In this talk, I review the role of cognitive psychology in the origins of artificial intelligence and in the latter's early progress. I examine how many key ideas about representation, performance, and learning had their inception in computational models of human cognition, and I argue that this approach to developing intelligent systems, although no longer widespread, has an important place in the field. In addition, I summarize the cognitive systems paradigm, which incorporates many of these insights, including a focus on high-level cognition, structured representations, system-level accounts, and the role of heuristics. I also claim that another psychological notion - cognitive architecture - is especially relevant to developing unified theories of the mind and integrated intelligent systems. In contrast, I argue that neuroscience, at least in its current form, has much less to offer our understanding of intelligence.

Langley, P. (2012). The cognitive systems paradigm. Advances in Cognitive Systems, 1, 3-13.

Langley, P. (2012). Intelligent behavior in humans and machines. Advances in Cognitive Systems, 2, 3-12.


Amnon Shashua (Nadav Cohen) (Tuesday 16:00 - 16:45)

Expressive Efficiency and Inductive Bias of Convolutional Networks: Analysis and Design through Hierarchical Tensor Decompositions

The driving force behind convolutional networks - the most successful deep learning architecture to date, is their expressive power. Despite its wide acceptance and vast empirical evidence, formal analyses supporting this belief are scarce. The primary notions for formally reasoning about expressiveness are efficiency and inductive bias. Efficiency refers to the ability of a network architecture to realize functions that require an alternative architecture to be much larger. Inductive bias refers to the prioritization of some functions over others given prior knowledge regarding a task at hand. Through an equivalence to hierarchical tensor decompositions, we study the expressive efficiency and inductive bias of various architectural features in convolutional networks (depth, width, pooling geometry, inter-connectivity, overlapping operations etc). Our results shed light on the demonstrated effectiveness of convolutional networks, and in addition, provide new tools for network design.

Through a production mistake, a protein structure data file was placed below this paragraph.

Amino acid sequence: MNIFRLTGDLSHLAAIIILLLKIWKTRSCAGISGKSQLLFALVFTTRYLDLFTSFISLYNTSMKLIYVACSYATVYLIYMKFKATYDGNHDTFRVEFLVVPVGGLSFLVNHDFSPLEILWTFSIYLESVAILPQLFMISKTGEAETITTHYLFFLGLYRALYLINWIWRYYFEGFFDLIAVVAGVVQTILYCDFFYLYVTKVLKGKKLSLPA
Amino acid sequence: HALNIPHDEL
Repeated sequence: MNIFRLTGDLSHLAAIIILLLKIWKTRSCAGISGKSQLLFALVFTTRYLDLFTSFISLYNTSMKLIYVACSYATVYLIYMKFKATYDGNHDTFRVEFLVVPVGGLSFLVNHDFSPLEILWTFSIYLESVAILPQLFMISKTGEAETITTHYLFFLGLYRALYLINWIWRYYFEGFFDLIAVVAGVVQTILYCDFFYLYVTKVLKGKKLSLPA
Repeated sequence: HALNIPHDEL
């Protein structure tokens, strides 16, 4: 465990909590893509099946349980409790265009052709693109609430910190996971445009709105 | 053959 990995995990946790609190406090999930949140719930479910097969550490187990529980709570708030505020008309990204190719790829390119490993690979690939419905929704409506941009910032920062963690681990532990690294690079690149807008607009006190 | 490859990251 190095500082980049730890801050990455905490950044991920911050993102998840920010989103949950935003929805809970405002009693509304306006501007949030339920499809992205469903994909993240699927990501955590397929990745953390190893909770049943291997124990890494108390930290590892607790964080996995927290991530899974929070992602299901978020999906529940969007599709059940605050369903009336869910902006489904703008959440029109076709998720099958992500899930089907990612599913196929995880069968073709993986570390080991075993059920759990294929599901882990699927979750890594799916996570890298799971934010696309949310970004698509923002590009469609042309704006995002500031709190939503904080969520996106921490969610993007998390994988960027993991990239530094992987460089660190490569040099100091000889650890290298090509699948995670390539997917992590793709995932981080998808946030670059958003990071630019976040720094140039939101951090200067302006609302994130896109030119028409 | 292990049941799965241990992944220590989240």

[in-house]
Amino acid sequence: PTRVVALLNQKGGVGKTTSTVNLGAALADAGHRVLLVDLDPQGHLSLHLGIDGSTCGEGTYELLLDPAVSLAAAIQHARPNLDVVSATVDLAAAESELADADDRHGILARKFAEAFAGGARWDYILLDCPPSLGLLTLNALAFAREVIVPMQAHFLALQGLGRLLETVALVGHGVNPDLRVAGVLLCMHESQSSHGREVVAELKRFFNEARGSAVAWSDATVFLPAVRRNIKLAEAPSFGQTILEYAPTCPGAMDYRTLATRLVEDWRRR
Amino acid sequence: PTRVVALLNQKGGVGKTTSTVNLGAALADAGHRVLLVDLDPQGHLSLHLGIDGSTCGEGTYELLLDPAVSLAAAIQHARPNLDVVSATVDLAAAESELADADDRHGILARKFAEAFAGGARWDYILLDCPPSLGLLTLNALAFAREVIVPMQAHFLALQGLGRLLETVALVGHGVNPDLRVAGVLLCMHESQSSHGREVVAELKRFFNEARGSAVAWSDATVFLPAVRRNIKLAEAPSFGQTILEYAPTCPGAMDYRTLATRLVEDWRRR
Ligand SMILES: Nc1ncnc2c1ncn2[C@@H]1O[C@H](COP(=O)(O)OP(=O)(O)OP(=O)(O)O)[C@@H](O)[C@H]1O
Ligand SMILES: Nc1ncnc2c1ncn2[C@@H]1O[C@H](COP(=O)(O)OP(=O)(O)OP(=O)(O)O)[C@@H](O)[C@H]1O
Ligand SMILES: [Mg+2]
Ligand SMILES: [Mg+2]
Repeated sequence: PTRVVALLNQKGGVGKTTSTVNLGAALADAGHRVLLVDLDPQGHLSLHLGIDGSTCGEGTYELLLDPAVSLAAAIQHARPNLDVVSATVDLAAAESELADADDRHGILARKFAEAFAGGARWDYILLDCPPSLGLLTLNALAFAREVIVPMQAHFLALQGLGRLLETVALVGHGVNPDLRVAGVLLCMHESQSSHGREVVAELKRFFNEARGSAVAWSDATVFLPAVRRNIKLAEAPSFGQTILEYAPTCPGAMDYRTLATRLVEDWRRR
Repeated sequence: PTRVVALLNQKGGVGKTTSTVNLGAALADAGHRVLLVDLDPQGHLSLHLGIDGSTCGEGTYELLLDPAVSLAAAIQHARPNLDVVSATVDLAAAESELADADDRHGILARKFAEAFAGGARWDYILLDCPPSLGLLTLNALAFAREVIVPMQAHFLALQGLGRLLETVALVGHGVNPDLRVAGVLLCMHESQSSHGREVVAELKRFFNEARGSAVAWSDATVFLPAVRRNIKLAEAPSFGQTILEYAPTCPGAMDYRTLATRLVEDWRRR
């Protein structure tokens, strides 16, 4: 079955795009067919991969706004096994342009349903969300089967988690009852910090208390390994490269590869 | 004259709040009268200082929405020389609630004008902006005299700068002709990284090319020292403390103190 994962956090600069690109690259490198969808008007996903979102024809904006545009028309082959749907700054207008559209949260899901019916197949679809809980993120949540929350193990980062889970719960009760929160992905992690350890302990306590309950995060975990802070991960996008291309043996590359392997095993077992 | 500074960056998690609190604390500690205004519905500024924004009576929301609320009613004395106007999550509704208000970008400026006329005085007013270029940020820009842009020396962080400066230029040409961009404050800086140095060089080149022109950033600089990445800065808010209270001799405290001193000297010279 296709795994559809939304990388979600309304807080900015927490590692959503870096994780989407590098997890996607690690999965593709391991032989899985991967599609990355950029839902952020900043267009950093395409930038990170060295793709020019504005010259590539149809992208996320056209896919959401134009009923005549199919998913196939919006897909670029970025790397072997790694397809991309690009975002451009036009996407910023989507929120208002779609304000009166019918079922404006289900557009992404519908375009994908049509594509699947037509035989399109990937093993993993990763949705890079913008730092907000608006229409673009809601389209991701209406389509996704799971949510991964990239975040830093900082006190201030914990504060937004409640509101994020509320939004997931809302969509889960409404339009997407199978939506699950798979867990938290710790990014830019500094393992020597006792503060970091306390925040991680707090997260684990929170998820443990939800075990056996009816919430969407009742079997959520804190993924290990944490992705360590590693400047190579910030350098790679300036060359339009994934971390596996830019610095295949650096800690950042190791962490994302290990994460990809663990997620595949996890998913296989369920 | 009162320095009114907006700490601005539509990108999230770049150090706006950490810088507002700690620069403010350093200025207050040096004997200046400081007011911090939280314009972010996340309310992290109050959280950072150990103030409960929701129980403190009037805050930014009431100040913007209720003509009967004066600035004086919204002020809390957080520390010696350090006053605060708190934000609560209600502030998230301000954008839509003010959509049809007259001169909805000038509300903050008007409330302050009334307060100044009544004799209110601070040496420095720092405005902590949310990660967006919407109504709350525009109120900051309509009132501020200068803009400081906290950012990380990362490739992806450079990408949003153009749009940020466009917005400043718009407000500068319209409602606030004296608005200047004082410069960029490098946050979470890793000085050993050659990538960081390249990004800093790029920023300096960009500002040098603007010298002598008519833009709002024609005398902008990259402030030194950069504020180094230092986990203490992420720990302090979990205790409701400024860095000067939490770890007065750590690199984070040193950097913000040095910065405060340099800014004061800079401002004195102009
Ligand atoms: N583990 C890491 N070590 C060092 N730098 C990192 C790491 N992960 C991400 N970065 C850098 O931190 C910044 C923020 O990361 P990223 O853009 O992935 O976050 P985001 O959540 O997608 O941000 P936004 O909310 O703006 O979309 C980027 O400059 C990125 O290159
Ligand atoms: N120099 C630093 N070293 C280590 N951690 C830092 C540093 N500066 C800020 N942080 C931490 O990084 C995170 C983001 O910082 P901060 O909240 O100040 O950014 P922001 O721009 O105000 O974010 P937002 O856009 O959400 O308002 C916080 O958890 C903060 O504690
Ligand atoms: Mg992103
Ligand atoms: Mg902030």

The talk is based on a series of works done under the supervision of Prof. Amnon Shashua, with and by the students of our group: Or Sharir, Ronen Tamari, Yoav Levine and David Yakira.


Alan Yuille (Tuesday 16:45 - 17:30)




S. Ganguli (Wednesday 9:00 - 9:45)




L. Mahadevan (Wednesday 9:45 - 10:30)

Geometry, Probability and Invariance in Visual Perception

I will discuss a few visual perceptual contexts that naturally link geometry and probability, motivated by the following questions: (i) what is our notion of randomness in a geometrical context ? (ii) how can we characterize geometry probabilistically to discriminate between objects? (iii) (why) do we use geometrical rules to solve problems of spatial reasoning? In each case, using theory and experiments, I will try to argue that invariances provide the key.



Important Dates

Abstract submission deadline:
October 28, 2016
Acceptace Notification to Authors:
November 29, 2016
Final camera-ready abstract deadline:
January 31, 2017
Registration deadline:
limited number of registrations available
March  27-29, 2017


Program Chairs and Organizing Committee

Gemma Roig
Xavier Boix
Center for Brains, Minds and Machines
LCSL, Istituto Italiano di Tecnologia@ MIT 
Massachusetts Institute of Technology 
Bldg. 46-5155, 77 Massachusetts Avenue
Cambridge, MA 02139
Telf:  617-324-3684
Center for Brains, Minds and Machines
LCSL, Istituto Italiano di Tecnologia@ MIT
Massachusetts Institute of Technology
Bldg. 46-5155, 77 Massachusetts Avenue
Cambridge, MA 02139
Telf:  617-324-3684